Bendaroos - KPLC 7 News, Lake Charles, Louisiana


A few of the twelve colors. A few of the twelve colors.
Making shapes with the Bendaroos. Making shapes with the Bendaroos.
They made rings and bracelets. They made rings and bracelets.
One girl made a flower with some help from mom. One girl made a flower with some help from mom.
Making a rainbow with the various colors. Making a rainbow with the various colors.

By Jeff Jumper - bio | email

LAKE CHARLES, LA (KPLC) – Karan Palmer cares for sixteen, three to four your old children at JI Watson Head Start in Iowa, LA.  The students spend part of their day learning about shapes and colors.  So we brought our colorful pack of Bendaroos to her class to see how well they can hold the interest of the kids.  The "mega pack" comes with 500 sticks in a variety of twelve different colors (six regular and six neon colors).

After opening the package and emptying the packets, the sticks were only on the table for a few seconds and the kids were ready to play.  They were excited to choose different colors, making a variety of imaginative items.  A few twisted the wax-like sticks together into bracelets and rings.  Some made rainbows while another made a house.  Mom even helped to make a pretty flower.  How about a mustache?  The Bendaroos cut easily with safety scissors for shorter lengths.  Clean up was a learning experience too, by pulling apart and separating the Bendaroos back into color coordinated piles.  The Bendaroos clearly sparked the imaginations of a room full of children.

Kiaone Johnson, mother of one of the children said, "I encourage parents to get it.  It's real helpful with colors.  The activities are wonderful."

Another mom, Ashley Fruge said, "They were fun.  She enjoyed playing with them and they're not messy."

J.I. Watson Head Start Teacher Karan Palmer said, "It captured their attention and kept their attention.  Even the ones that were not usually verbal, they were very verbal in expressing what they were doing with the Bendaroos.  Also for one, whose attention span was really short, he stayed and he played with the Bendaroos so it really captured their attention."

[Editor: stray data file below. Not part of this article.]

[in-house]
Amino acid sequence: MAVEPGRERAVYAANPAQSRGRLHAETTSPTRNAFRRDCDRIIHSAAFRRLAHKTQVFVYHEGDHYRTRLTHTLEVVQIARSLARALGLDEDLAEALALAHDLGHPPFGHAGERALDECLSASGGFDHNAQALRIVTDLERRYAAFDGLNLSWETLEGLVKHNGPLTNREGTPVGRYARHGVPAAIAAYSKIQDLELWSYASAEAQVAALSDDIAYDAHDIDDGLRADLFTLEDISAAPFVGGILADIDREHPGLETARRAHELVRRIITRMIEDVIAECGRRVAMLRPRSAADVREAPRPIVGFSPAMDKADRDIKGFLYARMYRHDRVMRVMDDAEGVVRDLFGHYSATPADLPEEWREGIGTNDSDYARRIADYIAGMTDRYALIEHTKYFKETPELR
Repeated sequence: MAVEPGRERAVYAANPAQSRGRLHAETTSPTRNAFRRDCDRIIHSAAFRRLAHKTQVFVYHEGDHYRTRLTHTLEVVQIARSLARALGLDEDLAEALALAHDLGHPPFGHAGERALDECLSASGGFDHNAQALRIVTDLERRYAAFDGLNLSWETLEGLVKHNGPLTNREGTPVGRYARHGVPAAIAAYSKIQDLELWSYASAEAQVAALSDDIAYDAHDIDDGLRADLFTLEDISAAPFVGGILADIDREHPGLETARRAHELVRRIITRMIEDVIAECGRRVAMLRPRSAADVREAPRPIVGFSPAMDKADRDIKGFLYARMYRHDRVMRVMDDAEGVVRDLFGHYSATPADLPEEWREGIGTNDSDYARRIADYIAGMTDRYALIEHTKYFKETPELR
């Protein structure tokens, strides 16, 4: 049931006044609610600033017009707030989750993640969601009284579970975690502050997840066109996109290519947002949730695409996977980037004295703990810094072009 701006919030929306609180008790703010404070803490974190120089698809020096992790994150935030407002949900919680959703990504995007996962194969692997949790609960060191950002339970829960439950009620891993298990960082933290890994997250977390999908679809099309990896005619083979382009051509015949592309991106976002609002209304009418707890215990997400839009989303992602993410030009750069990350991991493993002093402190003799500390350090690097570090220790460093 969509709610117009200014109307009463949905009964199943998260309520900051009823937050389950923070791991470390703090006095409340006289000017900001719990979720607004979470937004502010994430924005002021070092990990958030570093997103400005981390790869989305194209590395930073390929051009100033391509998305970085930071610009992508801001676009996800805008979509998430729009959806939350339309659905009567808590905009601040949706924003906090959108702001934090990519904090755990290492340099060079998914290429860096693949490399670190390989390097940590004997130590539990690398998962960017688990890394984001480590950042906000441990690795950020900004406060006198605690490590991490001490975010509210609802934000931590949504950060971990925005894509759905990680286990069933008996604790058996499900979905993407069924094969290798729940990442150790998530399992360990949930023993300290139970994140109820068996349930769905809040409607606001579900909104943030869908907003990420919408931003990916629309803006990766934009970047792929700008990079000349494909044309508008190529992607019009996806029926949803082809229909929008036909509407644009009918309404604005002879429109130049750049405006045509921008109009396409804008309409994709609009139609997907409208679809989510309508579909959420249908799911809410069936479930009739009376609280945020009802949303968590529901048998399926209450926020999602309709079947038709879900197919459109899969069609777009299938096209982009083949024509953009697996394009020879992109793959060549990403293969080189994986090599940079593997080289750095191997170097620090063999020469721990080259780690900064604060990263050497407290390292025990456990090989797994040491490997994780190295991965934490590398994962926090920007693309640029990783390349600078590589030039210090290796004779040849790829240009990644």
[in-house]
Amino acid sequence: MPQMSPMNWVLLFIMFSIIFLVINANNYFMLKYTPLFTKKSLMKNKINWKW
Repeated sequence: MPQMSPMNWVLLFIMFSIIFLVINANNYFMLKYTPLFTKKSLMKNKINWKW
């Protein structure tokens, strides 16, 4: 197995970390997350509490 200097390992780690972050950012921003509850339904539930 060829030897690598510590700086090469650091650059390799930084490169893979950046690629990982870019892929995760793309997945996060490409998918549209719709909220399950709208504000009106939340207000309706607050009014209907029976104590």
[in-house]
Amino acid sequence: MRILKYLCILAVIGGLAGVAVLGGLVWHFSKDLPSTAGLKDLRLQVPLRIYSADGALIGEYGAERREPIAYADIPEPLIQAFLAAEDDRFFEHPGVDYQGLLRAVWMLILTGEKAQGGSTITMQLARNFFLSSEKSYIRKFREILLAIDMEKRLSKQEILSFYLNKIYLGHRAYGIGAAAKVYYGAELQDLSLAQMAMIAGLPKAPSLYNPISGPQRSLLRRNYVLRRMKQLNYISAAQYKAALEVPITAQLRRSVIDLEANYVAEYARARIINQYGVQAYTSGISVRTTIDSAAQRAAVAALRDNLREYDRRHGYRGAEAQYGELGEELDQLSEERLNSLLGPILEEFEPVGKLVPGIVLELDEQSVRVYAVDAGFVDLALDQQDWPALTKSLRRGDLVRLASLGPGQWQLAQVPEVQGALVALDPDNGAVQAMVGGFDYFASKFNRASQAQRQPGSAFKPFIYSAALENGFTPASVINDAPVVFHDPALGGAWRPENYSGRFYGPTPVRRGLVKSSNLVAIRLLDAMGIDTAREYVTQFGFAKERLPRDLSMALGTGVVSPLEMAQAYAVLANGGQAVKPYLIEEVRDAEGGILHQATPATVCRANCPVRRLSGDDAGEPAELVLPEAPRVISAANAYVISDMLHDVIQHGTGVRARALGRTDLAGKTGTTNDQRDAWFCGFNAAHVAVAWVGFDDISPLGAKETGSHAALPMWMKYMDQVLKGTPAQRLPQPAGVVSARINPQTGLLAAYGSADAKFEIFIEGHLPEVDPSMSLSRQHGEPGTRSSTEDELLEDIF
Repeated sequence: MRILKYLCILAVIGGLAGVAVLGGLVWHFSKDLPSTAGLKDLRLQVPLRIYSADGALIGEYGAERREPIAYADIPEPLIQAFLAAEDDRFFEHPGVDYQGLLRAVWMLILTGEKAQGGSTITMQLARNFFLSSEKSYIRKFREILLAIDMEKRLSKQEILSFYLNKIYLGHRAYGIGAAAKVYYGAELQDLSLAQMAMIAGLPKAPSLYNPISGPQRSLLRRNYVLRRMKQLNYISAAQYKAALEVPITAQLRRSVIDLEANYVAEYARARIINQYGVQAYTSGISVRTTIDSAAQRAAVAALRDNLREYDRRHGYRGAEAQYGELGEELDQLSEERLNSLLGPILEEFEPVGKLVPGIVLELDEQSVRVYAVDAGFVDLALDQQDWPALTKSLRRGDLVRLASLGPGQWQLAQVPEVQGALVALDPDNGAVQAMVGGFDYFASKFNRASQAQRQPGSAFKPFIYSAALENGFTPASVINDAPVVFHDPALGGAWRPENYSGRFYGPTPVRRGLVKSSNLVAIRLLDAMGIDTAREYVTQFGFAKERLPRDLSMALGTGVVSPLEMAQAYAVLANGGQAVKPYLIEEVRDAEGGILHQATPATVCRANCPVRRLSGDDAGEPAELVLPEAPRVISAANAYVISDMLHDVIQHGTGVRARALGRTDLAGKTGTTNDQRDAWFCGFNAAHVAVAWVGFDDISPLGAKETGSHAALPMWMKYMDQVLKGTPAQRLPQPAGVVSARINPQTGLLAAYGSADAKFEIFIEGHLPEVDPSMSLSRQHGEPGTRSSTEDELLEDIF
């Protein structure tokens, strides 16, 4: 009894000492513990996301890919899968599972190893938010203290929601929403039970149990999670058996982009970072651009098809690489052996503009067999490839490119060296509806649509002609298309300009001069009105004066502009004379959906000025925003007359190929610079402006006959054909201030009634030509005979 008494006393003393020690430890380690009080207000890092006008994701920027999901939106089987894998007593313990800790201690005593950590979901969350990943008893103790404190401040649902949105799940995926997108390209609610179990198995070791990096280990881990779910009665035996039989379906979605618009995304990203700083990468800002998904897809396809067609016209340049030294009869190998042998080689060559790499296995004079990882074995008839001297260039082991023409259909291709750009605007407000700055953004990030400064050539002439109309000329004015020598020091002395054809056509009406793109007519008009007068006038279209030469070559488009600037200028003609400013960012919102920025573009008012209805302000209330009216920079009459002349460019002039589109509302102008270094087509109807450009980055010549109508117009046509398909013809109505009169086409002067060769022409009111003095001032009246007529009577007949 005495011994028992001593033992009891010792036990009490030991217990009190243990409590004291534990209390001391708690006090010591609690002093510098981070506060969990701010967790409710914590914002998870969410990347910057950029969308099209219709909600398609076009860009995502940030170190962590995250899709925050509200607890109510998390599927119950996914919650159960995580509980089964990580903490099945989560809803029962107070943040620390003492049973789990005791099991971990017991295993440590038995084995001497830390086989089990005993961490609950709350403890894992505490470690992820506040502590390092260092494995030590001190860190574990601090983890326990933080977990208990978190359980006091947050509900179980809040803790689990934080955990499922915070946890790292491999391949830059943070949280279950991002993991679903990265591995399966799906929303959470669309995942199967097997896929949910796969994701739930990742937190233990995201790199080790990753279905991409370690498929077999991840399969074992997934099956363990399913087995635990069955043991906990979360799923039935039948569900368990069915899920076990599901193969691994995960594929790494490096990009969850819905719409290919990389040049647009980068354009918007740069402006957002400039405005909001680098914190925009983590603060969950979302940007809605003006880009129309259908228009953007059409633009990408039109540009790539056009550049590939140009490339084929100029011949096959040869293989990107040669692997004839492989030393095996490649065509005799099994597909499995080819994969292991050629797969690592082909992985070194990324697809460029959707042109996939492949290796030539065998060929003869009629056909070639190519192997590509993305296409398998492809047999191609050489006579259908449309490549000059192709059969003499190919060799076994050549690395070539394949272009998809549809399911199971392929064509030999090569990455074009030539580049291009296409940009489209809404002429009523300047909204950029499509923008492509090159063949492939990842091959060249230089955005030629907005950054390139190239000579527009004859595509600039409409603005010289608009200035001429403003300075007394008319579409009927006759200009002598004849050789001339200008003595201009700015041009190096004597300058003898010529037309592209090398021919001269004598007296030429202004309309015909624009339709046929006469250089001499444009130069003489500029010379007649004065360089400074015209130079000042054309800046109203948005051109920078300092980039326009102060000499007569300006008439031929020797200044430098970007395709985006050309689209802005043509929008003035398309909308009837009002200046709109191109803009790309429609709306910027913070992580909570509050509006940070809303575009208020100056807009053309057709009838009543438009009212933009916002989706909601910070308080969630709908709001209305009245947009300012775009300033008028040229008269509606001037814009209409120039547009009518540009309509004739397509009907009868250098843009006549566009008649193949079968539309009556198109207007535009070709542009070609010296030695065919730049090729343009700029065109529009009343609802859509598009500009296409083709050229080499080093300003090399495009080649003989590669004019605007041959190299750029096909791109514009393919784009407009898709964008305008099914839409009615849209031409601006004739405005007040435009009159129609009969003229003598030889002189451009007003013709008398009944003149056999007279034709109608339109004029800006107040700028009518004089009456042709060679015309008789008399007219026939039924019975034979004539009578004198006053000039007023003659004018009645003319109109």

But the real answer to the test must come from the kiddos.

Karan: "Did you like the Bendaroos?"
Kids: "Yeah!"
Karan: "Would you play with the Bendaroos again?"
Kids: "Yeah!"

And parents you'll love this as well. 

"What makes it great for parents and teachers is that it's easy cleanup," said Karan.

So Bendaroos mold into a YES for this week's "Does it Work?" test.  We found Bendaroos selling locally for $19.99.

 Web Extra:  The kids really seemed to enjoy exploring their imagination with the Bendaroos.  They had a half hour to do what they wanted with the toys, and just about every kid was still interested in building shapes and items with the Bendaroos by the end of the thirty-minutes.  They used the sticks to create shapes, letters, and designs.  Some parents made a design and the kids would try to mimic the design on their own.  Karan Palmer liked that the Bendaroos helped students learn letters, shapes, colors, and work their fine-motor skills.  The box comes with a fun guide to build some basic to elaborate objects in 2D and 3D.  Older children may have fun challenging their skills to build more complex animals and objects.  The objects are sticky, but they don't seem to leave marks or a mess.  As far as durability, we did not test how long the sticks last.

(Copyright 2009 KPLC-TV. All rights reserved. This material may not be published, broadcast, rewritten, or redistributed.)

Check out the other products Jeff has tested by clicking here!

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